Starbucks Maple Oat Nut Scone copycat recipe by Todd Wilbur
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Starbucks Maple Oat Nut Scone

Score: 4.33. Votes: 3
In stock (1 item available)
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As far as scones go, the maple oat nut scone at Starbucks is a superstar. At first I thought that we could use real maple syrup or even the maple-flavored syrups that are more commonly used on pancakes today (they are actually corn syrup-based and artificially-flavored). But I found that these syrups add too much moisture to the dough, creating something more like cake batter than the type of dough we want for a dense, chewy scone. I found that the caramel-colored imitation maple flavoring stocked near the vanilla extract in your supermarket gives this scone—and the icing—the strong maple taste and dark caramel color that perfectly matches the flavor and appearance of the real thing.

Source: Top Secret Recipes Unlocked by Todd Wilbur.

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  • 2 1/2 cups all-purpose flour
  • 1/2 cup rolled oats (not instant)
  • 1 tablespoon baking powder
  • 1 teaspoon ground cinnamon
  • 1/2 teaspoon salt
  • 4 tablespoons cold butter
  • 1/3 cup chopped walnuts
  • 1 large egg
  • 2/3 cup dark brown sugar
  • 1/3 cup half-and-half
  • 2 teaspoons imitation maple flavoring
Maple Icing
  • 1 cup powdered sugar
  • 4 teaspoons whole milk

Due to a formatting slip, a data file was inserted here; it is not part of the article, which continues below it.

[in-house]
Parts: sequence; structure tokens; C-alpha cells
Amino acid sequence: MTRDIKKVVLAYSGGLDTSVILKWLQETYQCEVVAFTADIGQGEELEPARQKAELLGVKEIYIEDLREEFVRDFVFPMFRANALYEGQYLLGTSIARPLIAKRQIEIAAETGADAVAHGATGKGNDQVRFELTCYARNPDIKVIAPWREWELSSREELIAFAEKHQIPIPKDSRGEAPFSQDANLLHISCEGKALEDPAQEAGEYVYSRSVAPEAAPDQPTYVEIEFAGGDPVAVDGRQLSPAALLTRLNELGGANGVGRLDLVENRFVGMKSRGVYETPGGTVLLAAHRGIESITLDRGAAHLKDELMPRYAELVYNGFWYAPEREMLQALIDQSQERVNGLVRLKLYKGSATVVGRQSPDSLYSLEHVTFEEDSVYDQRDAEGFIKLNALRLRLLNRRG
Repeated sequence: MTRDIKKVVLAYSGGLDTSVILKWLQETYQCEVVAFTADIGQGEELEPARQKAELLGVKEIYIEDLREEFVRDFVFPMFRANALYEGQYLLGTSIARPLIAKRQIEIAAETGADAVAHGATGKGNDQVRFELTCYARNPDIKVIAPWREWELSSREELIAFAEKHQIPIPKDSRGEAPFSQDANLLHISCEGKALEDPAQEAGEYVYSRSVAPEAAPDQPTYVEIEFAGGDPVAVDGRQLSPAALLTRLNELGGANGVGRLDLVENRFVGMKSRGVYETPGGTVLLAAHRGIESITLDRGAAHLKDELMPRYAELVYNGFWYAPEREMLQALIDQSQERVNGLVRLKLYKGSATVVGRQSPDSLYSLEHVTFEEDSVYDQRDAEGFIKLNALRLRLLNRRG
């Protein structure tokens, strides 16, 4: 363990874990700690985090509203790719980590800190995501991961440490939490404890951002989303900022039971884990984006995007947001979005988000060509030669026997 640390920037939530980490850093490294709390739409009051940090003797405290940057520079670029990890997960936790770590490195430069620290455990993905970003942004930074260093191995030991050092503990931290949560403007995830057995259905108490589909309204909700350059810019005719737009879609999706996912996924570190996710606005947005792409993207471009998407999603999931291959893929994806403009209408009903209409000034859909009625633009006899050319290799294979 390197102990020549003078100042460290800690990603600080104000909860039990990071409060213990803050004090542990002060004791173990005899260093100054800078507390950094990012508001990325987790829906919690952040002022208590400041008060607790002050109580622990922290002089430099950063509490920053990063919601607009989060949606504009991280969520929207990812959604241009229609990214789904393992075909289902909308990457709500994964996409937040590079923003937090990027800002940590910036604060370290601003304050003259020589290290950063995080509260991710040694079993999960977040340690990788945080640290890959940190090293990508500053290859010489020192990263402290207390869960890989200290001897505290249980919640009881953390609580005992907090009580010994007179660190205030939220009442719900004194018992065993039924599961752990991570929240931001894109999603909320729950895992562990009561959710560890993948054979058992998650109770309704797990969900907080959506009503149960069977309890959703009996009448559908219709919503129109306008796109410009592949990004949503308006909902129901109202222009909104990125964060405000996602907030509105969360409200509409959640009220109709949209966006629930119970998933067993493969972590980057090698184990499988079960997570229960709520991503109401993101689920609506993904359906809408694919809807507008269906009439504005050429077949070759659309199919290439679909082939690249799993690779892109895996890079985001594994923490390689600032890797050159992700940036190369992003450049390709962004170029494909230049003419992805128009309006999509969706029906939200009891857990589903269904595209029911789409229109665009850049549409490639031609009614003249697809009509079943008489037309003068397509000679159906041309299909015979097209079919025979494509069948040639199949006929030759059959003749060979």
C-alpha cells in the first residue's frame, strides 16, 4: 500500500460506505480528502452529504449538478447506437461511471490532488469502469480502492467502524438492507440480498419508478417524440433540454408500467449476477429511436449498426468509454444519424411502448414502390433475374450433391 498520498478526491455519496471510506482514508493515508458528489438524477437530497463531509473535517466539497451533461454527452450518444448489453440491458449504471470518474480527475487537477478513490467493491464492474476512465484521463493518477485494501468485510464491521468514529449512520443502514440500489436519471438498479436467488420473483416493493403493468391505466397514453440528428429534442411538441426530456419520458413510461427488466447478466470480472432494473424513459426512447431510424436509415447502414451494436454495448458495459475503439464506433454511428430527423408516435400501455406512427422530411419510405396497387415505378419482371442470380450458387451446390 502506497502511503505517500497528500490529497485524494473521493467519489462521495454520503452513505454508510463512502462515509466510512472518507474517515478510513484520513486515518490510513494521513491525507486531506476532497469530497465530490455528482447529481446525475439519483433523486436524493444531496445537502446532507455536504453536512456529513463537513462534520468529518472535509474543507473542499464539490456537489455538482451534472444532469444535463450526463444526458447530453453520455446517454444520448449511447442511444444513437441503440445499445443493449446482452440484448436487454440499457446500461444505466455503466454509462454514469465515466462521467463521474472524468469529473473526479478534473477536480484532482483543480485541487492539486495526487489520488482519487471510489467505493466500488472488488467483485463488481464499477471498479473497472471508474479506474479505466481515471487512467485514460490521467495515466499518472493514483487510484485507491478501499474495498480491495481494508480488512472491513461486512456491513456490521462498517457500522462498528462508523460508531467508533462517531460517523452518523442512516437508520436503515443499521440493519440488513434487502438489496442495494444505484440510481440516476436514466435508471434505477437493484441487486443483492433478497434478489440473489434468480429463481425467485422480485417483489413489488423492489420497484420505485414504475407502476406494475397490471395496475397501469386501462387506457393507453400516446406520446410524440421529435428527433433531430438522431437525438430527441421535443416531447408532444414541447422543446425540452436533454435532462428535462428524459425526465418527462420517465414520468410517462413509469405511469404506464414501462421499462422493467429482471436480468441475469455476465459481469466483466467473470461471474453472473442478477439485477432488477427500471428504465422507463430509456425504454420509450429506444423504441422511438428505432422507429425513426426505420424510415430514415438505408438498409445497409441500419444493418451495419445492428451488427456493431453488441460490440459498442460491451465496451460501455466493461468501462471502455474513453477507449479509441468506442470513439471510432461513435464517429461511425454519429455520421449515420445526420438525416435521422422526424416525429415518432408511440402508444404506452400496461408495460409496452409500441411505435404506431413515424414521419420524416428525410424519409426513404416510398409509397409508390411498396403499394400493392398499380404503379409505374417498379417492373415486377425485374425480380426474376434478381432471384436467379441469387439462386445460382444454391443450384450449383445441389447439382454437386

• 1/2 teaspoon imitation maple flavoring
  • Do This
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    • Instructions

      1. Preheat the oven to 375 degrees F.

      2. To make the scones, combine the flour, oats, baking powder, cinnamon, and salt in a large bowl. Use a pastry knife or a fork to cut the cold butter into the dry mixture. Break the butter down until there are no pieces larger than a pea. Stir in the chopped walnuts. 

      3. Use an electric mixer to combine the egg, brown sugar, half-and-half, and maple flavoring in a medium bowl. 

      4. Combine the wet ingredients with the dry ingredients and blend with electric mixer until firm, then use your hands to mix the dough until you can form it into a ball. Pat the dough out on a lightly floured surface until it is about 1 1/4-inches thick. Shape the dough into a rectangle, and then use a pizza wheel or large knife to cut the dough into 6 triangles. Arrange the dough triangles on a baking sheet and bake for 25 to 30 minutes, or just until the scones begin to turn light brown on the edges.

      5. As the scones cool, combine the icing ingredients in a medium bowl with an electric mixer on low speed. When the scones have cooled, spread the icing on top of each one with a frosting knife or spatula.

      Makes 6 scones.

Average rating:

Score: 4.33. Votes: 3
Rating of votes (3)
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Nov 5, 2007, 22:00

I thought they turned out a little too dry so I will probably drop the heat next time and reduce the baking time. The taste was great and very easy to make.

May 29, 2007, 22:00

Great scones. My neighbor ate 3 and asked for the recipe.

I'm Todd Wilbur,
Chronic Food Hacker

For 30 years I've been deconstructing America's most iconic brand-name foods to make the best original clone recipes for you to use at home. Welcome to my lab.

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